16 FEBRUARY 1940, Page 7



UMOUR is once again busy with the possibilities of an attack on the Low Countries. This may mean no ore than is suggested by a reading of Germany's govern- s impulse in the light of her actual military dispositions. -arcelv a week passes without some evidence of her nsitiveness to the pressure of the blockade. If she were t short of many of the necessities, why do we hear of se plans for shipping oil via Bulgaria and for the new schange of goods with Russia? If the old arrangements t current needs why make new ones? For twenty years erman military students have maintained that a prolonged ar must be avoided at all costs because of the cumulative ect of the blockade ; and though a saving caution warns not to take that conclusion too literally, the arrange- ents and rearrangements for necessary supplies tend to stify the beliefs that have shaped German strategy. For t is the fact that the fleet was not designed for naval action t to attack our commerce, and the army was planned to lire the maximum momentum less from its mass than rom its speed of movement. This is the main purpose of e mechanised divisions. But if the army is designed to trike, it is inevitable we should ask and ask again, where ill it strike and when?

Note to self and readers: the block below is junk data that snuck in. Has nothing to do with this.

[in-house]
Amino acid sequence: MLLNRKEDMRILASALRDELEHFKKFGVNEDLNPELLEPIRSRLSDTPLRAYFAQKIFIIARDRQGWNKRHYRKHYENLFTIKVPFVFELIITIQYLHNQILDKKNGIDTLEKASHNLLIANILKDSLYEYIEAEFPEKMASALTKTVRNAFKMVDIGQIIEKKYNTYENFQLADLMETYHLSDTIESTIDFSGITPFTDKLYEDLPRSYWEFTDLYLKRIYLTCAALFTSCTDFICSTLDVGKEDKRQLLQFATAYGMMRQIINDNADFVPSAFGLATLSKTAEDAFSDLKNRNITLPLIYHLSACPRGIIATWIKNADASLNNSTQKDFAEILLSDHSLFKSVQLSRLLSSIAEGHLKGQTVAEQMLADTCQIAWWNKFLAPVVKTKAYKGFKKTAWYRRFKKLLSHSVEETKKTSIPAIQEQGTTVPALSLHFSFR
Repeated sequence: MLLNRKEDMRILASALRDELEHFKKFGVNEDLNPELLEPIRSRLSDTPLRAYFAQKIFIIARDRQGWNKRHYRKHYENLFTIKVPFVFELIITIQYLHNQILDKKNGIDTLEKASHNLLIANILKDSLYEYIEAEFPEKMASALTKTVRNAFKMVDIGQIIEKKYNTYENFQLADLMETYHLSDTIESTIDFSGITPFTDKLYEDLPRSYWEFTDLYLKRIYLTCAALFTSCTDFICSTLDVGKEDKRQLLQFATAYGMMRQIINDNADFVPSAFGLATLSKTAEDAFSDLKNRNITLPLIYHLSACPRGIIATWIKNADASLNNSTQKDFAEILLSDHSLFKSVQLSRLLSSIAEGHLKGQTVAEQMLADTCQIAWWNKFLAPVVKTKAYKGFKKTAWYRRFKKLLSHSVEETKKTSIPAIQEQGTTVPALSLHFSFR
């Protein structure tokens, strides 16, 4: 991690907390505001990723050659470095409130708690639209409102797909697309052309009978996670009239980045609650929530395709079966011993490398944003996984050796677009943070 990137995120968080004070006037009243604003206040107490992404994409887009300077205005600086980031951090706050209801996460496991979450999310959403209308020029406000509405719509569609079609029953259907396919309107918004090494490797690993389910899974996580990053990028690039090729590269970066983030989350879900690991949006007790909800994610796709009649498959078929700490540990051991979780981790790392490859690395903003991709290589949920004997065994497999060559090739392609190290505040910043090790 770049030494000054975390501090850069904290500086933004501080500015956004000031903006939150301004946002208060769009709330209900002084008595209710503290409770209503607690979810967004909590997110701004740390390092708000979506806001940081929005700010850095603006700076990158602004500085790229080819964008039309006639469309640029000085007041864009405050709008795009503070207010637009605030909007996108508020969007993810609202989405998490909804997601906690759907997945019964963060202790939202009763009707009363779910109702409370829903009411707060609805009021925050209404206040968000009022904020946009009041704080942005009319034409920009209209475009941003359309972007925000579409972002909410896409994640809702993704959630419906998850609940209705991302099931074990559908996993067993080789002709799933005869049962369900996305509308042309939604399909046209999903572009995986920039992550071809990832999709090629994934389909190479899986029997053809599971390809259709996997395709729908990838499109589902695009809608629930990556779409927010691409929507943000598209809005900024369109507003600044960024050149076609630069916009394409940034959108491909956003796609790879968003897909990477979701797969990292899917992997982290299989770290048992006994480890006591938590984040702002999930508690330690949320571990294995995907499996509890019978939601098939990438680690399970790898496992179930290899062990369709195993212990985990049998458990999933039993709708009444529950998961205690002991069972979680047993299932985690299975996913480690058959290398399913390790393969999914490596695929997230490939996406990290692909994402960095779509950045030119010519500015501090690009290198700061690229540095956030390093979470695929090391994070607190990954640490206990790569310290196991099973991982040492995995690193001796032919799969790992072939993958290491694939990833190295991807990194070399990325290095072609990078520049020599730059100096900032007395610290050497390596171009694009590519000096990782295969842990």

Moreover, while the German dispositions remain as they ye done for over two months, the invasion of the Low ntries cannot be dismissed, however great a gamble it av seem. While nearly a third of the German divisions the West remain concentrated on the frontiers of Luxem- ,rg, Belgium and Holland, it would be folly to rule out s unreasonable the conclusion that they may be launched gainst those countries. The position may, without any training at facts, be put even more strongly, since almost alf of that force lies on the borders of Limburg, which, s I have before pointed out, is the easiest gateway into olland and the Scheldt estuary. Indeed the headquarters f General Blascowitz, who with Reichenau controlled the ulk of the mechanised divisions in Poland, are only about 12 miles from the boundary of the province. It was lascowitz who received the surrender of Warsaw. When take these facts together, can we be accused of undue ervousness or profligate imagination if we take rather enously the fresh rumours about the invasion of Limburg? The present rumours are, however, connected with the 'eather. The frontier waterways are said to be frozen, nd as the rumours arose before when that condition xisted, there is a suggestion that it was the cause. Such suggestion inverts the position from the military stand- Dint. A frozen frontier waterway might give a momentary ectical twist to the situation, but for a mass movement uch as has been suggested longer-range plans must be ade. A heavy frost at this time of the year would scarcely eem to offer more than the certainty of a vast thaw in the ery near future. If the German command is to depend its ts mechanised divisions, it would be unwise to seize possible week of firm roads with the certainty of en- ountering desperate bogs at the end. What is beyond estion, however, is that the weather will have a real uence on the possibilities of launching a campaign and is character.